Our victim sees the dawn of a silver lining. A need to make things tidy fills him. A guest is coming. No. He won’t be the only one to have laid witness to the wickedness of man. Someone just like him who was supposed to know better. Someone within his brotherhood of men who sleep with men. Someone who was supposed to know. What this betrayer, this thief, was supposed to know stood vague. But the world was already wicked. This man whom he shared a deep commonality with wasn’t supposed to be part of that world. He was supposed to be his brother. He had seen the suffering in his eyes on the day they met, the kind that reminded him of the one he carried. Their unity in occupying the same social space, a place where being marginalized was expected, had in some ways fueled their desire to consummate their attraction because it offered route to a liberation they both perpetually craved. It was their duty to look after one another. Why this betrayal, then? Why? For the first time, as he stretched his hand to re-position another chair, it occurred to him to call Passion. He dialed the number. It bummed, a sign that Passion’s phone was ringing. But his phone sucked the calling display. No one had picked the call. He called again. This time the bum bum was halted, followed by a repeating sound and a display on his phone that read “User Busy”. His soul sank. He became overcome by a desire to kick something. The pain from his toe made him forget fleetingly. A knock came from the door accompanied by a voice, “It’s me Peter. Open the door.” It welcomed without his permission everything he hoped would stay forgotten.

This is by no means a re-creation of the actual event. It only serves to bring to light an arguable justification for breaking that gay code considered fundamental to living in a society (hostile to homosexuals). The one that states, ‘thou shall not out another gay man’.

To get a sense of our irritation at the betraying thief, we can call up the origin of sentiments that surround Biblical character Judas Iscariot. In the Gospel of John, we learn Jesus and his disciples are in a festive mood. They have rented a room and sit in wait for the evening meal to celebrate Passover Festival. The ambiance is buoyant and cool. Jesus gives his disciples a lesson on humility. He picks a towel from his waist, stoops to his knee and begins to wash the feet of his disciples. They protest at first but ultimately give in to the lesson of getting their feet washed by their master. In all their learning they remain unaware of the Devil, who seats in the heart of Judas Iscariot. The lord of evil pulls Judas. He seduces him to leave the room and head to the temple to negotiate the exchange of Jesus. Judas gives into the pull, negotiates the exchange in the temple with despicable Pharisees, and initiates the agonizing death of his master and friend, Jesus. It is agreed, among some present-day Christian circles, that Judas Iscariot committed the worst of atrocities in his voluntary betrayal of his friend. The ingredient that made his serving of betrayal most regrettably distasteful was this: with a kiss, he brought about the end of his close knit group. For what? Pieces of coins.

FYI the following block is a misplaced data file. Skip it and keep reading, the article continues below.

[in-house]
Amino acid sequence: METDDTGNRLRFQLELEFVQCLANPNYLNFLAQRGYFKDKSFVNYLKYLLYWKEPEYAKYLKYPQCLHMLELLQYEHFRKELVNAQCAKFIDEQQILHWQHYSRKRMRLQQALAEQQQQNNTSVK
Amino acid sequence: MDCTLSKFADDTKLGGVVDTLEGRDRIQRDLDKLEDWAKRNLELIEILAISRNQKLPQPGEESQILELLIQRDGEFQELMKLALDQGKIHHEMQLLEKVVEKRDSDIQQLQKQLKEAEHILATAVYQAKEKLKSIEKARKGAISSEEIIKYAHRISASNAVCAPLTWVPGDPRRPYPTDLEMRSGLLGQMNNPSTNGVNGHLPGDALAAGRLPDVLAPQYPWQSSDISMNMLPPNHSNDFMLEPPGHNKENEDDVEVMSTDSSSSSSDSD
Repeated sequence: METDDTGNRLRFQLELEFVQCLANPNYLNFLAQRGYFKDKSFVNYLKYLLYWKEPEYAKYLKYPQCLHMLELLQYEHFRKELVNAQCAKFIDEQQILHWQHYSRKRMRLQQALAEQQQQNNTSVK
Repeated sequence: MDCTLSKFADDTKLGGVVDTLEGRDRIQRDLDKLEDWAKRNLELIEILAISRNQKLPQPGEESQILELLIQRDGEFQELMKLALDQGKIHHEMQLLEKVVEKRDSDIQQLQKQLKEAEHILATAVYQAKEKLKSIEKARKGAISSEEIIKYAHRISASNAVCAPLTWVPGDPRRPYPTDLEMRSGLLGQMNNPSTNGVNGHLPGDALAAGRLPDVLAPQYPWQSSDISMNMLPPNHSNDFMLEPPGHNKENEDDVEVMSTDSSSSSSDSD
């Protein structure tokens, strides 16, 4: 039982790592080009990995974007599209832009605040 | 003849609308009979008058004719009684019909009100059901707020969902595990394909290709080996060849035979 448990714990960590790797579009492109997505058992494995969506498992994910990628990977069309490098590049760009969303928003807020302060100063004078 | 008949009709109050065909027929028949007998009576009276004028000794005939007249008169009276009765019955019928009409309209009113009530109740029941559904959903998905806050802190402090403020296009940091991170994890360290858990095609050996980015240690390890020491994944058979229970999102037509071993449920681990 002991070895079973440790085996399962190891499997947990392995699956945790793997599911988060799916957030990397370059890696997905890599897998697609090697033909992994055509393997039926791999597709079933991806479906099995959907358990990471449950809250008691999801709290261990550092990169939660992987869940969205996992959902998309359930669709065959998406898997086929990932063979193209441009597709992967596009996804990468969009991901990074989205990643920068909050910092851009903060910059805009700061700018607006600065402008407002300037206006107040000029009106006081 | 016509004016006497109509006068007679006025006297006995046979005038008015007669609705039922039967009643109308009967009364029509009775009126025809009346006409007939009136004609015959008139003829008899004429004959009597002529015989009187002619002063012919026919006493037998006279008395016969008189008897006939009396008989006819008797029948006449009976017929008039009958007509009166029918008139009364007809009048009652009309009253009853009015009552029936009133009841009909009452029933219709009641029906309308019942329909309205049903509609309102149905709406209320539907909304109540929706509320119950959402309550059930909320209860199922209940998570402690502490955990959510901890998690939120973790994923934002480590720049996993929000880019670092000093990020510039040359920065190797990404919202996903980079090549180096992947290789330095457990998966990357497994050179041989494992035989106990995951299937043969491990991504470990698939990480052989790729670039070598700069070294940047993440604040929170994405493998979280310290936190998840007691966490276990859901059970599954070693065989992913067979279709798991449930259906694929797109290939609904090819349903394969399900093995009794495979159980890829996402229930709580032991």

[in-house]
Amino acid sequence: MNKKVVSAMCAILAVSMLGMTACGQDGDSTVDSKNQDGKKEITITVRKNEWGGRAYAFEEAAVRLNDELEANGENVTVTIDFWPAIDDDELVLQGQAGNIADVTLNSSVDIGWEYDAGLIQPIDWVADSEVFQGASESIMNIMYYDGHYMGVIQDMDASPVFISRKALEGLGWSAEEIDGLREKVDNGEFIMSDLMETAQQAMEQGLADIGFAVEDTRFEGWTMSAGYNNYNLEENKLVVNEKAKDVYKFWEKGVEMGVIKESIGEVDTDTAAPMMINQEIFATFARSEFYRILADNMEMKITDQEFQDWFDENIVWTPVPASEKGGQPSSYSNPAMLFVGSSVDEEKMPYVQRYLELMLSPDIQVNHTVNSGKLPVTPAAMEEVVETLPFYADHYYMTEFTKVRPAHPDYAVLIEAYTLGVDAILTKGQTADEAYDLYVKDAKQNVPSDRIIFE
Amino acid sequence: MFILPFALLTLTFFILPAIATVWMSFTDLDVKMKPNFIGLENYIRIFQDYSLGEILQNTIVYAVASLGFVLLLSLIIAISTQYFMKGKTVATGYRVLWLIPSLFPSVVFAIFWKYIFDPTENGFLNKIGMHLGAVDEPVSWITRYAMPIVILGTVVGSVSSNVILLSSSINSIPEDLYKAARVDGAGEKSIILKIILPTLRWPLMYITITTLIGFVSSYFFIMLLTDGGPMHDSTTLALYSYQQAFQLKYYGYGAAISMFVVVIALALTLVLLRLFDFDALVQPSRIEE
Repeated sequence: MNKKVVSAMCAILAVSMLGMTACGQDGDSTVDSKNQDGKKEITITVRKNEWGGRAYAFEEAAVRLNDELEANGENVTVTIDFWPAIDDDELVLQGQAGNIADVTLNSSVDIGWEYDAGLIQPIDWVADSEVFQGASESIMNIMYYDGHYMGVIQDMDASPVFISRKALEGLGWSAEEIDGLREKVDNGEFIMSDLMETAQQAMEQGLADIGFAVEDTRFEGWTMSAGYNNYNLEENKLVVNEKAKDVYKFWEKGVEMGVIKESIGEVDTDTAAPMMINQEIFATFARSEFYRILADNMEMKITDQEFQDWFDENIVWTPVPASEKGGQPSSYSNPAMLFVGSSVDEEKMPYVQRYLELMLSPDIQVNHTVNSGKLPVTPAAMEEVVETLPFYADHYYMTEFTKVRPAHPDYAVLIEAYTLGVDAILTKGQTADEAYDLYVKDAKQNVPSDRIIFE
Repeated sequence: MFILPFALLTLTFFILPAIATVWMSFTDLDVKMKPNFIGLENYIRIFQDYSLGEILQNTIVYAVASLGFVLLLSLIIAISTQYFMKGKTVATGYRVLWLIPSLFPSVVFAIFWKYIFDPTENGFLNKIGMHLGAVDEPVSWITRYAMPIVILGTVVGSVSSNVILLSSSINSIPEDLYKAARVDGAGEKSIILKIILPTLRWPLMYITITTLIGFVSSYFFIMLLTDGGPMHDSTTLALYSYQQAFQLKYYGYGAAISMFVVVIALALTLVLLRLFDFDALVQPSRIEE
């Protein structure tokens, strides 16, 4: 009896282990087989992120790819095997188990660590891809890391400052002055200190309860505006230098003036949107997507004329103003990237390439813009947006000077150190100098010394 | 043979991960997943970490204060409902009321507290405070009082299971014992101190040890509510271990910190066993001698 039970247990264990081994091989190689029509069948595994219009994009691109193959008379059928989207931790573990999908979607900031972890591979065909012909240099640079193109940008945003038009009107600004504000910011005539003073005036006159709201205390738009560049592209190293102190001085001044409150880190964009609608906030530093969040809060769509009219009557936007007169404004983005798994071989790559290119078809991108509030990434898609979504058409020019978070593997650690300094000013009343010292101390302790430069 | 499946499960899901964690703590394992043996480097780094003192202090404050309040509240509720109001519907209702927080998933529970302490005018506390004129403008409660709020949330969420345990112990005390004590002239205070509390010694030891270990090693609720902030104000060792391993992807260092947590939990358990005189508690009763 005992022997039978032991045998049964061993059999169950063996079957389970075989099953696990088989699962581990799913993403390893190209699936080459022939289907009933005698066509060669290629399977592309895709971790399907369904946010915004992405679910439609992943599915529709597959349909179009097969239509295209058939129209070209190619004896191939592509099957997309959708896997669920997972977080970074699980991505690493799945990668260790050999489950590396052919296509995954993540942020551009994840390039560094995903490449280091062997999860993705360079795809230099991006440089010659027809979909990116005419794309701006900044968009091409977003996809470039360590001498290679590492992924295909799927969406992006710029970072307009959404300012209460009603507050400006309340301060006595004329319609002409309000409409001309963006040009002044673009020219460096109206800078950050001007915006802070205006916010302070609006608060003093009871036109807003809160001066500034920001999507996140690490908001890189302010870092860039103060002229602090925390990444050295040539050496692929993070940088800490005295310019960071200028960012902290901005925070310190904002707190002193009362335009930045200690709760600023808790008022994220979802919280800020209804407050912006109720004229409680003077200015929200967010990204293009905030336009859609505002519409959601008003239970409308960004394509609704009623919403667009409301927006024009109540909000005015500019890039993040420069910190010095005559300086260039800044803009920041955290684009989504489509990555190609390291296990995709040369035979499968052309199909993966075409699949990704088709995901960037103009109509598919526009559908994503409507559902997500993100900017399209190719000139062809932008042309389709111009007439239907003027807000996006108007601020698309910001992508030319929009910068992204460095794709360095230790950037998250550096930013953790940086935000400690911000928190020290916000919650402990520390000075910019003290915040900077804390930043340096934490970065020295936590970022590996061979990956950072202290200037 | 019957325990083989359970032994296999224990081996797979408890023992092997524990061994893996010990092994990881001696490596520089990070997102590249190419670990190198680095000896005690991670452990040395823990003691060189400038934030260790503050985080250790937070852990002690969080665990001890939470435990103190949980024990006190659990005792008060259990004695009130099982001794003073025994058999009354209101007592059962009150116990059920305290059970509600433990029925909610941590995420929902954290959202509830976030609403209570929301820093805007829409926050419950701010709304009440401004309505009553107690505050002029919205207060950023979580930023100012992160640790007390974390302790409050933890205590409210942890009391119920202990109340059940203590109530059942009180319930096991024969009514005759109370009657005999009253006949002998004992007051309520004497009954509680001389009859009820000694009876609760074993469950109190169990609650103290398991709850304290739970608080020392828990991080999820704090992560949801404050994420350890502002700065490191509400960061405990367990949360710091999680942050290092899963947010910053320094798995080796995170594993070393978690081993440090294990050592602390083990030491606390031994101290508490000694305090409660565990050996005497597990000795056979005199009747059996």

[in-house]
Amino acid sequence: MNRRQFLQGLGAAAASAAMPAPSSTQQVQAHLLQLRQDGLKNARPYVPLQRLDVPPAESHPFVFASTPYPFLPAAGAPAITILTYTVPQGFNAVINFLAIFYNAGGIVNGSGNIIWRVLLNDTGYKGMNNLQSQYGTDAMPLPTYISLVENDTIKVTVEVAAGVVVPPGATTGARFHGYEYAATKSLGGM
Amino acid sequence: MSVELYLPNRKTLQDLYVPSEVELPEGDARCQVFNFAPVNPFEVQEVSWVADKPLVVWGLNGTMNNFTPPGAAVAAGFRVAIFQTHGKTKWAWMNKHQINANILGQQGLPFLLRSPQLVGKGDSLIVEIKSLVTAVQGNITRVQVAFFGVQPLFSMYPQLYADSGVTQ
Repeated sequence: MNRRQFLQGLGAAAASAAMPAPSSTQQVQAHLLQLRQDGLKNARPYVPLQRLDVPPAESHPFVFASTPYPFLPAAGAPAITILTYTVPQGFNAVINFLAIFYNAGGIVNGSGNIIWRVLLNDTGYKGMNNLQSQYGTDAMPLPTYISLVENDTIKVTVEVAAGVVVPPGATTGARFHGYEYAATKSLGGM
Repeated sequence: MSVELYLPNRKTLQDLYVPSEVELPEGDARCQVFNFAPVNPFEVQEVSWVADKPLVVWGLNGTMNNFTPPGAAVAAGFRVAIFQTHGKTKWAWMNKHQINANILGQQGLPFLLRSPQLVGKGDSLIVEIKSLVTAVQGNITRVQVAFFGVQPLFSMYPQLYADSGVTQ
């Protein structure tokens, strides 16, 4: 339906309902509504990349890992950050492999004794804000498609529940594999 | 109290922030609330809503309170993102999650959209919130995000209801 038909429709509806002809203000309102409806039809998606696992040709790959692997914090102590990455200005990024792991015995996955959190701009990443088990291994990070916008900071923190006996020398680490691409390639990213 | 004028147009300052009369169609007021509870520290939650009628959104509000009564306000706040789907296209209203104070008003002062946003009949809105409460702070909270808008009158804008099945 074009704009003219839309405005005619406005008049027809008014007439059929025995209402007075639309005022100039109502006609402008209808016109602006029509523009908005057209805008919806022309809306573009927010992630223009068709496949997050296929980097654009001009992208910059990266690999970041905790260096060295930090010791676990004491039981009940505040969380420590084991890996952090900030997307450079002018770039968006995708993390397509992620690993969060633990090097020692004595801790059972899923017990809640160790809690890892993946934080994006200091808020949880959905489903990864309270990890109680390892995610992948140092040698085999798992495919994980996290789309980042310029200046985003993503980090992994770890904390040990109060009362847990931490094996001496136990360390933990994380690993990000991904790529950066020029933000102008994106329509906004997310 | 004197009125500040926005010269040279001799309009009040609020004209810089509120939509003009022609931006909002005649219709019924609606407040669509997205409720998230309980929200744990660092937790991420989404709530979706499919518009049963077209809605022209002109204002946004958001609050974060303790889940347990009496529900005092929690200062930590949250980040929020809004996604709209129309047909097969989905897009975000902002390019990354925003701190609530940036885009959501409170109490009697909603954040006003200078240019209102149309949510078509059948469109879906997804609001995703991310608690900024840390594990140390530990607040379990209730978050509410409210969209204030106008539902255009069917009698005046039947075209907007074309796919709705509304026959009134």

Hard as it might be to believe, Judas Iscariot turned his back on his friend for a commodity he considered valuable: thirty pieces of coins. In the case of Passion, the homosexual thief who turned his back on his own fellow homosexual, the valuables were more modern: phones, laptop, office shirts. Heading back to the comments on KitoDiaries, it is clear a few people perceived indecency in the treatment of the indecent thieving gay person. Himbo captured this position writing, ‘isn’t this outing? no matter what this individual did he is one of us.

What those of us who frown at the dragging of Passion, with his sexual orientation plastered on his forehead, into the public domain might fail to see is how the nature of Passion’s sexuality makes him a worse human creature in the way Mandy put in a comment writing, ‘Gay guys who are thieves and betrayers of fellow gay guys are just the lowest of scums’. Is this comment, and all others which reason in its line, suggesting gay people are human-scum, and those who sink below their already low level of morality into immoral conducts are less than human-scum? The answer may reside in what we make of Judas Iscariot or any betrayer of trust. A consensus may be served like this: Anyone who exposes a group to danger deserves to be exorcised from the group through whatever means necessary, because he acts in ways below standard in preserving the integrity of the group. But as with the case of the thieving gay man, Himbo might ask, what danger does he pose to the community of homosexuals that warrants he ‘be thrown to homophobic wolves with no mercy whatsoever’?